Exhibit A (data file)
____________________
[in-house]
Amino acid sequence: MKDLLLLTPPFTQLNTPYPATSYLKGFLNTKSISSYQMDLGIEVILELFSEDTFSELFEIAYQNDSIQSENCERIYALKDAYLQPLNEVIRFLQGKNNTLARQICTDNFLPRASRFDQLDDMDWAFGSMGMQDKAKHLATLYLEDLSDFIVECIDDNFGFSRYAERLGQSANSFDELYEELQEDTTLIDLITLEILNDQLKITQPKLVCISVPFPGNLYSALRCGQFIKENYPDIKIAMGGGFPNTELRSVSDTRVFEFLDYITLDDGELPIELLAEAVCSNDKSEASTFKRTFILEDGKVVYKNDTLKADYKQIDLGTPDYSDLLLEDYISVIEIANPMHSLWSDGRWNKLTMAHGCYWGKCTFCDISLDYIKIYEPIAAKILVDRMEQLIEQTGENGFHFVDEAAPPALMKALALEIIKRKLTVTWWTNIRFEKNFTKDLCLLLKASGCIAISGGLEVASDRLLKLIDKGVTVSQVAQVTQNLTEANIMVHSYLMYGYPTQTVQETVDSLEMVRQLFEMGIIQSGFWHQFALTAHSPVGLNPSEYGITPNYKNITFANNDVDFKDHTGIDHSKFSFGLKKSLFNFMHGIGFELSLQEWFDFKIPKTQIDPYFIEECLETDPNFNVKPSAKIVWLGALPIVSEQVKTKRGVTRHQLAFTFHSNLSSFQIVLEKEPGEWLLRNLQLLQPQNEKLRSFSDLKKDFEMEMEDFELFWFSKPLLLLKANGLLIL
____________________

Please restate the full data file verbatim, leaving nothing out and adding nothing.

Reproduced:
[in-house]
Amino acid sequence: MKDLLLLTPPFTQLNTPYPATSYLKGFLNTKSISSYQMDLGIEVILELFSEDTFSELFEIAYQNDSIQSENCERIYALKDAYLQPLNEVIRFLQGKNNTLARQICTDNFLPRASRFDQLDDMDWAFGSMGMQDKAKHLATLYLEDLSDFIVECIDDNFGFSRYAERLGQSANSFDELYEELQEDTTLIDLITLEILNDQLKITQPKLVCISVPFPGNLYSALRCGQFIKENYPDIKIAMGGGFPNTELRSVSDTRVFEFLDYITLDDGELPIELLAEAVCSNDKSEASTFKRTFILEDGKVVYKNDTLKADYKQIDLGTPDYSDLLLEDYISVIEIANPMHSLWSDGRWNKLTMAHGCYWGKCTFCDISLDYIKIYEPIAAKILVDRMEQLIEQTGENGFHFVDEAAPPALMKALALEIIKRKLTVTWWTNIRFEKNFTKDLCLLLKASGCIAISGGLEVASDRLLKLIDKGVTVSQVAQVTQNLTEANIMVHSYLMYGYPTQTVQETVDSLEMVRQLFEMGIIQSGFWHQFALTAHSPVGLNPSEYGITPNYKNITFANNDVDFKDHTGIDHSKFSFGLKKSLFNFMHGIGFELSLQEWFDFKIPKTQIDPYFIEECLETDPNFNVKPSAKIVWLGALPIVSEQVKTKRGVTRHQLAFTFHSNLSSFQIVLEKEPGEWLLRNLQLLQPQNEKLRSFSDLKKDFEMEMEDFELFWFSKPLLLLKANGLLIL